A recent report from Scotiabank Economics points to an acceleration in global electric vehicle sales and a potentially game-changing positioning by the U.S. government on our continent.
Released on August 26, this analysis finds that electric vehicle (EV) sales nearly doubled in 2020 worldwide amidst a 16% year-over-year decline in new car sales.
The European market has made the most gains, notably by tightening its environmental standards and increasing incentives for conversion.
Sales on this continent continue to accelerate as the first half of 2021 indicates that the EV option represents 15% of new sales.
Nevertheless, the electrification of private transport is going most smoothly in China.
The Middle Kingdom benefits from an expanded network of charging stations and the largest number of domestic automakers offering electric vehicles.
Washington seems to want to follow suit. In an executive order signed last week, President Biden wants 50% of new vehicles sold in the U.S. market to be electric by 2030.
This historic boost would mean the release of some eight million new electric units in the United States by the year 2030.
This shift would be supported by a US$174 billion electrical infrastructure investment and incentive program.
According to Scotiabank Economics, these incentives would almost match the current offerings in Quebec.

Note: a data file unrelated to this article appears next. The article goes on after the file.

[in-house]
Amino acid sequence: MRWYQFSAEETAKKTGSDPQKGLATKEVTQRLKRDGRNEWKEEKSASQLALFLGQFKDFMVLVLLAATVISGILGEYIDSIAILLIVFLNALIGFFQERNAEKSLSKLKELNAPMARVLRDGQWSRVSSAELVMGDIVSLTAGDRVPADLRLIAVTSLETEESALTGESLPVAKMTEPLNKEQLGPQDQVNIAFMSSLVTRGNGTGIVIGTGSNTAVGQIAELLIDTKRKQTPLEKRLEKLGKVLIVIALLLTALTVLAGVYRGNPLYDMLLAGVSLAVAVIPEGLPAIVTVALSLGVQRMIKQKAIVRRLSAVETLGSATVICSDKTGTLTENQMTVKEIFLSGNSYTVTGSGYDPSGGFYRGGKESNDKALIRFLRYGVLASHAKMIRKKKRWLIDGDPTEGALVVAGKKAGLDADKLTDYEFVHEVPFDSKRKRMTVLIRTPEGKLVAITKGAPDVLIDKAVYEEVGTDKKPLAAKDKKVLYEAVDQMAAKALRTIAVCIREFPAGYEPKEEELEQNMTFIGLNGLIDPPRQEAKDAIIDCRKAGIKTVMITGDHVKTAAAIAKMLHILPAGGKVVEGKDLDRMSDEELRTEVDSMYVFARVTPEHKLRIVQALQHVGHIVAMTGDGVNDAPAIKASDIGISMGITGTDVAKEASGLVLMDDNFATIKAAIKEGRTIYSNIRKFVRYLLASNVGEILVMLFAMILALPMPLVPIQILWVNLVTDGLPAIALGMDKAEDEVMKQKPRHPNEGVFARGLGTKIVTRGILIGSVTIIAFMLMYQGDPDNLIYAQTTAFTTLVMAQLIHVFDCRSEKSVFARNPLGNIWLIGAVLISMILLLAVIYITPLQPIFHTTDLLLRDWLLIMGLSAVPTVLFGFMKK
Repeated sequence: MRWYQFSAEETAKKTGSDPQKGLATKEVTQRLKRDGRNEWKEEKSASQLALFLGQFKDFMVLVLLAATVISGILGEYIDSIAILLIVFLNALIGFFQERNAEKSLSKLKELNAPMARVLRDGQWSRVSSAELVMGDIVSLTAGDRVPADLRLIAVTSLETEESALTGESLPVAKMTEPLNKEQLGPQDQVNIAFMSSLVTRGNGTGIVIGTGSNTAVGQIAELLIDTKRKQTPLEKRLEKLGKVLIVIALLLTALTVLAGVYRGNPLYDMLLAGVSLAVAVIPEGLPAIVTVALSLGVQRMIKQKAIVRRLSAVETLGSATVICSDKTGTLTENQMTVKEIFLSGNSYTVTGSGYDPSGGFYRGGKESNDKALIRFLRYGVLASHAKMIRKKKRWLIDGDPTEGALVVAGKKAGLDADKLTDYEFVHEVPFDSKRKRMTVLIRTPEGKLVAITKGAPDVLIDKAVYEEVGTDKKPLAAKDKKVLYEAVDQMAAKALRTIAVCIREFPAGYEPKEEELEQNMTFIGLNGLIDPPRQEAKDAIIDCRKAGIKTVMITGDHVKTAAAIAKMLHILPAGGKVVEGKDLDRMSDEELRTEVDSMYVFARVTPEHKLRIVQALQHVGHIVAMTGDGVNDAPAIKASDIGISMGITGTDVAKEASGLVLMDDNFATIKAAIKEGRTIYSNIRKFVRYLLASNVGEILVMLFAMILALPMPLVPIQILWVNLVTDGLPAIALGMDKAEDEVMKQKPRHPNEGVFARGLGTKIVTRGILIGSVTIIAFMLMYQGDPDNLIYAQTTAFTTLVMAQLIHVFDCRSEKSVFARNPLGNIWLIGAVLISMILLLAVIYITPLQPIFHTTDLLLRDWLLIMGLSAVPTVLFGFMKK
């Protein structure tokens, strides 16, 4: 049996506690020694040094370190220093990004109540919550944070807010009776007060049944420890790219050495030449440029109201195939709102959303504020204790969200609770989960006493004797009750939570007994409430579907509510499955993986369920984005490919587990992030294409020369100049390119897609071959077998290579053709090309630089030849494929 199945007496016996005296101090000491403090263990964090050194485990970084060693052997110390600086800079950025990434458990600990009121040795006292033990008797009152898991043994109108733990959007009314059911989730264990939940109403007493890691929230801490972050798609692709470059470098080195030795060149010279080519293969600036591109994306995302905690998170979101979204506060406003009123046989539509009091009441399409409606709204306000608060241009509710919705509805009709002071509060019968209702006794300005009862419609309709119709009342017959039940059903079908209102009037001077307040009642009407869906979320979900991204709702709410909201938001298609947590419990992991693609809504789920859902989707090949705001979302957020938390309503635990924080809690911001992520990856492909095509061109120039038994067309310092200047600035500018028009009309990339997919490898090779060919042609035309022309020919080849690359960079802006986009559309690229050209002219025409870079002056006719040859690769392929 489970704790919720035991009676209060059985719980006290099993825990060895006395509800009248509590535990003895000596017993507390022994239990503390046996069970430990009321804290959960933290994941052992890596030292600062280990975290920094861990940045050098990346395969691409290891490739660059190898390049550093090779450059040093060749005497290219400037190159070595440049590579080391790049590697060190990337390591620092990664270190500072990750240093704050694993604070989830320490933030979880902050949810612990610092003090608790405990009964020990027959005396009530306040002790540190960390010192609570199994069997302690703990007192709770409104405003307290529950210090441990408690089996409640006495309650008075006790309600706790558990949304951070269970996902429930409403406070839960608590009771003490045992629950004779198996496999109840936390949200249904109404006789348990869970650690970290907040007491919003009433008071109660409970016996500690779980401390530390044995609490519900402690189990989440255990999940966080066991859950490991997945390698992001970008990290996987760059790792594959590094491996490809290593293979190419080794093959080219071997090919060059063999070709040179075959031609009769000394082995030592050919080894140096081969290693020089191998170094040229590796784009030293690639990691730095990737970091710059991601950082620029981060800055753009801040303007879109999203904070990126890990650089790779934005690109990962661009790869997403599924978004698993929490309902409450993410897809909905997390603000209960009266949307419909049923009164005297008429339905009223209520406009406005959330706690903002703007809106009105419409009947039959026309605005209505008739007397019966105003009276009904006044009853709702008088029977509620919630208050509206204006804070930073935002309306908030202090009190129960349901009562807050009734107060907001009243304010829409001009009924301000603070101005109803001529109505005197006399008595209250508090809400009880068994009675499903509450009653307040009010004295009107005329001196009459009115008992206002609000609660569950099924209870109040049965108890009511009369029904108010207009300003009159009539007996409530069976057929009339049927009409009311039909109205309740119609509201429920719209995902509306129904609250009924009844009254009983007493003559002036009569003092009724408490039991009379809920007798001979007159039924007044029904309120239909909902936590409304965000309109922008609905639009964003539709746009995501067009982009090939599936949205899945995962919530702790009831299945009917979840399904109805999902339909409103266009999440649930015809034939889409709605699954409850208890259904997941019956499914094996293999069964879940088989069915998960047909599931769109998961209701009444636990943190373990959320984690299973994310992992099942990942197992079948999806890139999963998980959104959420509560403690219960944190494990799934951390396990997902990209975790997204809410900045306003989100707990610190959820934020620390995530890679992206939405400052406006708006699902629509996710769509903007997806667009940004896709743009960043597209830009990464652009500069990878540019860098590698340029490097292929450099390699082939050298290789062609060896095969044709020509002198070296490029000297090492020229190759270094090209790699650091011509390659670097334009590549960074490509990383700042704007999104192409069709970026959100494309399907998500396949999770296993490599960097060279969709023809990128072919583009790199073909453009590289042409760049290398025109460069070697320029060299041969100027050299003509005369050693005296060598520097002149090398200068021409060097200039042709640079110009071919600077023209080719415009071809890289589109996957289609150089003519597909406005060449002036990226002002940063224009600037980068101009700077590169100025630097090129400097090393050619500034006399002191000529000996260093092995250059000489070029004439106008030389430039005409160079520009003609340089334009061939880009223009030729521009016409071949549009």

This White House goal is less ambitious than those of Quebec, Japan, the United Kingdom and even California, which are aiming for a 100% electric shift by 2035.
But the gross volume of cars that this measure represents is colossal.
A survey conducted by CarGurus this spring indicated that 52% of U.S. consumers would likely or definitely own an EV within the next 10 years.
In short, the population seems receptive to this change.
According to the report, the cost of purchasing an electric vehicle is expected to decline over the next few years.
While three quarters of the EVs sold in the U.S. came from Tesla’s factories in 2020, that proportion is set to decline as other automakers expand their offerings, particularly in the high-demand SUV and pickup truck category.
More choice should translate into lower prices in the medium term.
According to the analysis, within five years the price of batteries powering EVs should decrease significantly, representing the same investment as manufacturing gasoline or diesel engine (ICE).
But a word of caution is in order when it comes to the rare metals needed to fuel the manufacture of EV batteries, especially when demand is high.
In our territory, the popularity of the electric solution depends, in large part, on financial incentives.
For example, when Ontario dropped EV purchase incentives in 2018 sales went dormant.
The same phenomenon, but to a lesser extent, occurred in British Columbia where sales recovered after financial support was cut by 50%.
Quebec continues to have the strongest sales and the most units on the road.
Finally, the Scotiabank Economics report confirms that beyond the higher purchase price, the range of EVs is the most significant barrier to purchase for Canadian consumers.
This is particularly noticeable when one compares the reluctance of urban motorists with their rural counterparts who face long distances.